General Émile Jamil Lahoud, born January 12, 1936, is a former President of Lebanon. He is the son of General Jamil Lahoud, a leader in the independence movement. His mother is of Armenian descent from the Armenian village of Kasab. Lahoud is a Maronite-Catholic, as is required for the Lebanese presidency. Under Lebanon’s unwritten constitutional agreement, the National Pact, the presidency is earmarked for a Maronite Catholic, the Parliament of Lebanon speaker’s post for a Shia Muslim and the prime minister’s post is reserved for a Sunni Muslim. Before being elected in 1998, he was Chief of Staff in the Army.
Lahoud served as a colonel for a number of years before he crossed over into the Muslim area which was backed by the Syrian army. A Maronite military officer was needed to assume the position of army commander for the West Beirut-based Lebanese government endorsed by the 1989 Taif Agreement. Lahoud was offered the position.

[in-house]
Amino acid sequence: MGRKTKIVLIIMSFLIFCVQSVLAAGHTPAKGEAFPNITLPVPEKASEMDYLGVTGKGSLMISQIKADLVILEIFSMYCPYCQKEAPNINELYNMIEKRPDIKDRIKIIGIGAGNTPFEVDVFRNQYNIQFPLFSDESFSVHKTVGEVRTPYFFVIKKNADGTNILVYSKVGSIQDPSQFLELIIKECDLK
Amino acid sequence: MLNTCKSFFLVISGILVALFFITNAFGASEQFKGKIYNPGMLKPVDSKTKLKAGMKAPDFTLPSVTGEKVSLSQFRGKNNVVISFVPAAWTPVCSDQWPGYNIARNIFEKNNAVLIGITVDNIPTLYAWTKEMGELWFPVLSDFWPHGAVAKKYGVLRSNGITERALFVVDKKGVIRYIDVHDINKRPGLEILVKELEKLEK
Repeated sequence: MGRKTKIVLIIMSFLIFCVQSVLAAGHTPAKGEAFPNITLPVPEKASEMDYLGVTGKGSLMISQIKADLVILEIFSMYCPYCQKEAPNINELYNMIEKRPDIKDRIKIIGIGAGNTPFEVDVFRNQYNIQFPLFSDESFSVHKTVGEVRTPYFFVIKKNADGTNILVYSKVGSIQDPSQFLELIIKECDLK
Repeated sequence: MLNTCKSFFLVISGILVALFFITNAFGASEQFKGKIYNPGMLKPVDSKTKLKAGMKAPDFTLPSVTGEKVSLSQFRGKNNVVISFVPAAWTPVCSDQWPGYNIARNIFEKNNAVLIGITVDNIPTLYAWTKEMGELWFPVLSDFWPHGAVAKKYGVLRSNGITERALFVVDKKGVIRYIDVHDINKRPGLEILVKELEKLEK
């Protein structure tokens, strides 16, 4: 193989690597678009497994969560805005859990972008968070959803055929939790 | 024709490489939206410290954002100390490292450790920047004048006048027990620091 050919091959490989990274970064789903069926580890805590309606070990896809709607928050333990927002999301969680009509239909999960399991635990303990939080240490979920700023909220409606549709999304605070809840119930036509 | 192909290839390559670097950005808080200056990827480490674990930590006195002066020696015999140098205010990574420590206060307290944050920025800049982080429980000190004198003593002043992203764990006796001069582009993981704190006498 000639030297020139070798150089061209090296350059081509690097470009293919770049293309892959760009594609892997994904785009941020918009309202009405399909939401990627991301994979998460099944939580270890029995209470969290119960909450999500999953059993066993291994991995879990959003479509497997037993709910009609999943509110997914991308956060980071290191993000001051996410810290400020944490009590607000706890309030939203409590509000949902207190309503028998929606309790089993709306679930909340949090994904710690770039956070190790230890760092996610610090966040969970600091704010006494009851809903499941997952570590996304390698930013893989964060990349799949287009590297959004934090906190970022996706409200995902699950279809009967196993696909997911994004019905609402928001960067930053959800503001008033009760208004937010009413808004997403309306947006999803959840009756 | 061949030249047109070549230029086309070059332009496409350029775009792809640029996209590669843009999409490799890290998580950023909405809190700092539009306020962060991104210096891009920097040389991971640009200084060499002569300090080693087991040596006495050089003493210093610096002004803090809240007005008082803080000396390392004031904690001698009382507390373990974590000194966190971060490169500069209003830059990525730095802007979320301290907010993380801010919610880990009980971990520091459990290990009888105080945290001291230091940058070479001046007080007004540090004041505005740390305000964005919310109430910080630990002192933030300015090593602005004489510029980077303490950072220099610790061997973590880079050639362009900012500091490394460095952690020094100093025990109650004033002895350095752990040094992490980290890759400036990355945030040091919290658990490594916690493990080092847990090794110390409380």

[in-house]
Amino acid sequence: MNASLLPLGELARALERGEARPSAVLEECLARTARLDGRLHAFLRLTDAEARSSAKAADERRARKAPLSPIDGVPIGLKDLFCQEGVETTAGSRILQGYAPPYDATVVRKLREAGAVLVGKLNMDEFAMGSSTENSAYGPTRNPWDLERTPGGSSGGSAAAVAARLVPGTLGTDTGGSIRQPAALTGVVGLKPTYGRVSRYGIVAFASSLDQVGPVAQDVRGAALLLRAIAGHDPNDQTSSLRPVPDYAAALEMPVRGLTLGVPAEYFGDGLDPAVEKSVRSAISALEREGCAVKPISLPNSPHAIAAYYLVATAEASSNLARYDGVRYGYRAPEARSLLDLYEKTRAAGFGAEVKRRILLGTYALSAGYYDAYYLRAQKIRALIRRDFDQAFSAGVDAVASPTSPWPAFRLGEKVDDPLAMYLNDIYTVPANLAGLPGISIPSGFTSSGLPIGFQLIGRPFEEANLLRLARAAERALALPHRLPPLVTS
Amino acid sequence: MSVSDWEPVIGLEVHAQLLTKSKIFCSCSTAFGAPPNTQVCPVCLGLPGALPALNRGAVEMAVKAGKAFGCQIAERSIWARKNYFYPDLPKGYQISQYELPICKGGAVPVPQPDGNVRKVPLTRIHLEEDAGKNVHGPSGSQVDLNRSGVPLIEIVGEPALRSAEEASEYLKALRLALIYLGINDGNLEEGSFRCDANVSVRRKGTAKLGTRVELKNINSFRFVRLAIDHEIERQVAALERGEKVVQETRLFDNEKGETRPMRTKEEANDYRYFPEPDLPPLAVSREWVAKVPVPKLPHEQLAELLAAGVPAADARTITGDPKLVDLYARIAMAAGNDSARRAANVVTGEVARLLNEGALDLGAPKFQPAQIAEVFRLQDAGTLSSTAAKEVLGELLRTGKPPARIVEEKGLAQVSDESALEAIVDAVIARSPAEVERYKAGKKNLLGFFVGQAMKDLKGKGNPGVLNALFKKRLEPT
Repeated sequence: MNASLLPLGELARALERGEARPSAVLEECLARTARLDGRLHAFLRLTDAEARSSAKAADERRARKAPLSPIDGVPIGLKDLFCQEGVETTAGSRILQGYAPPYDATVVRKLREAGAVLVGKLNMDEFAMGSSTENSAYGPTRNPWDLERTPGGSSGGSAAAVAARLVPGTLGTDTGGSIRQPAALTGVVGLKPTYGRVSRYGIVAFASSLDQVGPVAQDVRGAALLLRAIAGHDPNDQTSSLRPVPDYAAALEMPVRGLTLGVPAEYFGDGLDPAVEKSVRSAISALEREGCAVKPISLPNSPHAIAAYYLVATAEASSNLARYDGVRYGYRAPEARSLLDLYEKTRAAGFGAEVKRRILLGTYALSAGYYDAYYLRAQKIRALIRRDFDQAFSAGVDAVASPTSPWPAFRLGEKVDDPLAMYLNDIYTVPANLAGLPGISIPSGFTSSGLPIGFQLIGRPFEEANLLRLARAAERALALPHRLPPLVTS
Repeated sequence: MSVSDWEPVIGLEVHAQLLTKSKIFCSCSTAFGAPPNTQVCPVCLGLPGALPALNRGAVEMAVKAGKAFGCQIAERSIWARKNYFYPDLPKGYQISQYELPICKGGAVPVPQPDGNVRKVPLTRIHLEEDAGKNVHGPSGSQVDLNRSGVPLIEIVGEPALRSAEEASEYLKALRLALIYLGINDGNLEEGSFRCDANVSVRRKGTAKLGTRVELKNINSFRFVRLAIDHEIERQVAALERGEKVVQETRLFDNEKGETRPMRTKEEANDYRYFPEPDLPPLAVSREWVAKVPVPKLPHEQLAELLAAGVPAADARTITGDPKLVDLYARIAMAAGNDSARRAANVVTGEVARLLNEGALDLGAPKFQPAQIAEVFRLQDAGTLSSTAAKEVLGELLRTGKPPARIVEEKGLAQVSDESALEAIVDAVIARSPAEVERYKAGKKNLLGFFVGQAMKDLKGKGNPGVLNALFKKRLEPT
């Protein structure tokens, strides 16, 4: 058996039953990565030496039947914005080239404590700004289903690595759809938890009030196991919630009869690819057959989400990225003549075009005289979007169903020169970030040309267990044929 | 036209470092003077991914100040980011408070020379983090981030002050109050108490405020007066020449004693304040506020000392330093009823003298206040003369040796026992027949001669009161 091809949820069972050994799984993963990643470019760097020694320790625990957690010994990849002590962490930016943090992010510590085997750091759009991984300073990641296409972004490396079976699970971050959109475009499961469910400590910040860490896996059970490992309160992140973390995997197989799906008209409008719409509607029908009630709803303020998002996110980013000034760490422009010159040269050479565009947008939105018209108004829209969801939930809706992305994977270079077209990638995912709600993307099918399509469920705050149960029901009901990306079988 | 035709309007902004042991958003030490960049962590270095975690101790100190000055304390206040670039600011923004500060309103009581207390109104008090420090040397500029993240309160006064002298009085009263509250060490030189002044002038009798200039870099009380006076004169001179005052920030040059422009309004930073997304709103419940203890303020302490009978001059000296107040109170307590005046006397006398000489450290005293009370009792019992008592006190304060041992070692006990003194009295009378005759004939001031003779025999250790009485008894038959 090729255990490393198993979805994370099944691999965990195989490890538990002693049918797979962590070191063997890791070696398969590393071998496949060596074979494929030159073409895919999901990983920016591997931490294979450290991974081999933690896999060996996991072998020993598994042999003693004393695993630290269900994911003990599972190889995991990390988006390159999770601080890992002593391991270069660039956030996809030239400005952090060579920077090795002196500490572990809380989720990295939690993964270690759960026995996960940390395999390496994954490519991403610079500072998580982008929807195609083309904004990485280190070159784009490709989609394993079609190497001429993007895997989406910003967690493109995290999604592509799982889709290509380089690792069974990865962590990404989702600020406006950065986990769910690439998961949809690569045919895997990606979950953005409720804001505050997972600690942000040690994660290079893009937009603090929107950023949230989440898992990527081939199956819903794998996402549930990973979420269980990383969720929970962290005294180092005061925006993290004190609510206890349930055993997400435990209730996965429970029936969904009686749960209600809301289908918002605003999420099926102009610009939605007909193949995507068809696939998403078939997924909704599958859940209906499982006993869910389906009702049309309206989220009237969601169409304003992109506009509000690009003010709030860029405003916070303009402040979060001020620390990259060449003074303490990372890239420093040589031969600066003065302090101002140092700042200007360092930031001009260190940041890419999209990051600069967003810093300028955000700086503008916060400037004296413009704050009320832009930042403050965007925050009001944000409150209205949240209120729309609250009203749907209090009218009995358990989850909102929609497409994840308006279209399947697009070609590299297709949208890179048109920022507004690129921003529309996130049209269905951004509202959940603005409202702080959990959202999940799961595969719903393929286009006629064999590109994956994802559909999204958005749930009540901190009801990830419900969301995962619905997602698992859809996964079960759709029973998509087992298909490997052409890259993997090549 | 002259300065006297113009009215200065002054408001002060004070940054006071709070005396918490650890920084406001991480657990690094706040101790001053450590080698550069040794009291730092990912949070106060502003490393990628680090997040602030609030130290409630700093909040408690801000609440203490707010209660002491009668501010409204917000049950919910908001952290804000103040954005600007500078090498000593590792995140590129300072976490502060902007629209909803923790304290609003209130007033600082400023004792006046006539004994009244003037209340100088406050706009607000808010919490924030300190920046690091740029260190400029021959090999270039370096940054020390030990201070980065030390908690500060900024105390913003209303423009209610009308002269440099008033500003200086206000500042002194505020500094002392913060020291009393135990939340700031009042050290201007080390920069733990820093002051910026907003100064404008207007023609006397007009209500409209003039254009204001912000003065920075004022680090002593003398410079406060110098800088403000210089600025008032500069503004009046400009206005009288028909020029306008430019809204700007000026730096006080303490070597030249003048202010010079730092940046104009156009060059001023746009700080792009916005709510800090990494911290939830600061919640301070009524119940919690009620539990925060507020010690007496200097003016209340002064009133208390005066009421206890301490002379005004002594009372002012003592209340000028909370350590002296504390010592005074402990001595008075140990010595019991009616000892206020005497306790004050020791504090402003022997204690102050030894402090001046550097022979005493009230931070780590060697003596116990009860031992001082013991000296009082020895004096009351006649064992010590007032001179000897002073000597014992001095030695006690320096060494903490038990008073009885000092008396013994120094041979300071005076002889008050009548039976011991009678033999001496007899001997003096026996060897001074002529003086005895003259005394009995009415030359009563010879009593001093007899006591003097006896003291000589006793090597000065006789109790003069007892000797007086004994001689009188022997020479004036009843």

He served in various posts in the military, including commander-in-chief of the army from 1989 to 1998, and then ran for the presidency in 1998, after having the constitution amended to allow the army commander-in-chief to run for office within three years of holding that post.
Under the Lebanese constitution, the President’s term was limited to one six-year term. However in 2004, the parliament voted to extend his term for an additional three years to 2007 (his predecessor, Elias Hrawi, did the same).